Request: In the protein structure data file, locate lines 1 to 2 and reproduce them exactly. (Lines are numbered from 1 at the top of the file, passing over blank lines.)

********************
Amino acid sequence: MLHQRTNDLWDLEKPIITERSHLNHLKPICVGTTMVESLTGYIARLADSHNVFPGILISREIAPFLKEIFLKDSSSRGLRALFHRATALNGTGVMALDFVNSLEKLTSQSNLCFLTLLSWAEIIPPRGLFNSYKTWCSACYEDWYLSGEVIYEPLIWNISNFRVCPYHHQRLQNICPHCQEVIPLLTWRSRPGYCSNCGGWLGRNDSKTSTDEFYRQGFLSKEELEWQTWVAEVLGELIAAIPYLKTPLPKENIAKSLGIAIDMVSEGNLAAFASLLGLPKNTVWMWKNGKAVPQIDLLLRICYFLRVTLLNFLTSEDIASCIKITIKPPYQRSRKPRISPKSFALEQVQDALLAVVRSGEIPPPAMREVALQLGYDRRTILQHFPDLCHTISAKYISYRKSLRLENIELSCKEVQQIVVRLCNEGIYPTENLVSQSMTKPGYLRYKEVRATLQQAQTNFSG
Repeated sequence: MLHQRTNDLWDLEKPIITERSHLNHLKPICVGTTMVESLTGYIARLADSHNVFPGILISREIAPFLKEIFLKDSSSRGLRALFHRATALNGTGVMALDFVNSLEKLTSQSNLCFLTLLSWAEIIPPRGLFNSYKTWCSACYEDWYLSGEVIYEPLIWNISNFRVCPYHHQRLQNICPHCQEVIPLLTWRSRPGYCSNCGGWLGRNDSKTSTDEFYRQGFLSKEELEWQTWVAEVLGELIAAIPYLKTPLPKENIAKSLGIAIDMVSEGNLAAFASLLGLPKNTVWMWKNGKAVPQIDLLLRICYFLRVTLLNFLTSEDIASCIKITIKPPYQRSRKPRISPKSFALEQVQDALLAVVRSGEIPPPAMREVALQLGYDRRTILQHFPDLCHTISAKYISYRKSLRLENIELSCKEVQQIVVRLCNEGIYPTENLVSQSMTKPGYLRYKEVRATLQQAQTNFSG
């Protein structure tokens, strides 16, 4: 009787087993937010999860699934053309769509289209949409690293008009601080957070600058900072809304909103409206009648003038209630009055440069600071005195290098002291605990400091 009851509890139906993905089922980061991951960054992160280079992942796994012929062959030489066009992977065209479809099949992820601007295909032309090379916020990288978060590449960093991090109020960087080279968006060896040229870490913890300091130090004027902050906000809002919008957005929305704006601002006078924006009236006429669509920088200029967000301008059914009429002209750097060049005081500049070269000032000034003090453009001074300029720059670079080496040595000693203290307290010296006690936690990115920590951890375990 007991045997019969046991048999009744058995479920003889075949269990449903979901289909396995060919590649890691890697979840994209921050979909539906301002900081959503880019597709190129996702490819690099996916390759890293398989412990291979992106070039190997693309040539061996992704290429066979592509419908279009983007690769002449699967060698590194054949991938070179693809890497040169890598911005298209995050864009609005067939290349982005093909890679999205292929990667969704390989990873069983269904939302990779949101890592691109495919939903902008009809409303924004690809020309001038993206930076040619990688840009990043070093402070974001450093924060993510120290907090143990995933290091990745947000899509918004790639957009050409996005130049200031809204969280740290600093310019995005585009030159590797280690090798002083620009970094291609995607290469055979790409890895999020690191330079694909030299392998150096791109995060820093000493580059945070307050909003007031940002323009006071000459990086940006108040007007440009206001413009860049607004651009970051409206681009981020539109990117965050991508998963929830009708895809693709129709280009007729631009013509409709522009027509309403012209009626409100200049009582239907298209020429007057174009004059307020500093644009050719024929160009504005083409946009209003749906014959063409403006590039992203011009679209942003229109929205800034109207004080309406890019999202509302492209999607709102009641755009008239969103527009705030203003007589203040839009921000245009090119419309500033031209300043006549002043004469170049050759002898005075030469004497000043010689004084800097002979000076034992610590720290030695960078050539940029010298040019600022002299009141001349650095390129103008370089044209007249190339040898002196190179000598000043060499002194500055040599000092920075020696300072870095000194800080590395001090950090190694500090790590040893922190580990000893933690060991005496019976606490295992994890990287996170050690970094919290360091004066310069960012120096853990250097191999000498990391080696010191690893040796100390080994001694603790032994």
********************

Amino acid sequence: MLHQRTNDLWDLEKPIITERSHLNHLKPICVGTTMVESLTGYIARLADSHNVFPGILISREIAPFLKEIFLKDSSSRGLRALFHRATALNGTGVMALDFVNSLEKLTSQSNLCFLTLLSWAEIIPPRGLFNSYKTWCSACYEDWYLSGEVIYEPLIWNISNFRVCPYHHQRLQNICPHCQEVIPLLTWRSRPGYCSNCGGWLGRNDSKTSTDEFYRQGFLSKEELEWQTWVAEVLGELIAAIPYLKTPLPKENIAKSLGIAIDMVSEGNLAAFASLLGLPKNTVWMWKNGKAVPQIDLLLRICYFLRVTLLNFLTSEDIASCIKITIKPPYQRSRKPRISPKSFALEQVQDALLAVVRSGEIPPPAMREVALQLGYDRRTILQHFPDLCHTISAKYISYRKSLRLENIELSCKEVQQIVVRLCNEGIYPTENLVSQSMTKPGYLRYKEVRATLQQAQTNFSG
Repeated sequence: MLHQRTNDLWDLEKPIITERSHLNHLKPICVGTTMVESLTGYIARLADSHNVFPGILISREIAPFLKEIFLKDSSSRGLRALFHRATALNGTGVMALDFVNSLEKLTSQSNLCFLTLLSWAEIIPPRGLFNSYKTWCSACYEDWYLSGEVIYEPLIWNISNFRVCPYHHQRLQNICPHCQEVIPLLTWRSRPGYCSNCGGWLGRNDSKTSTDEFYRQGFLSKEELEWQTWVAEVLGELIAAIPYLKTPLPKENIAKSLGIAIDMVSEGNLAAFASLLGLPKNTVWMWKNGKAVPQIDLLLRICYFLRVTLLNFLTSEDIASCIKITIKPPYQRSRKPRISPKSFALEQVQDALLAVVRSGEIPPPAMREVALQLGYDRRTILQHFPDLCHTISAKYISYRKSLRLENIELSCKEVQQIVVRLCNEGIYPTENLVSQSMTKPGYLRYKEVRATLQQAQTNFSG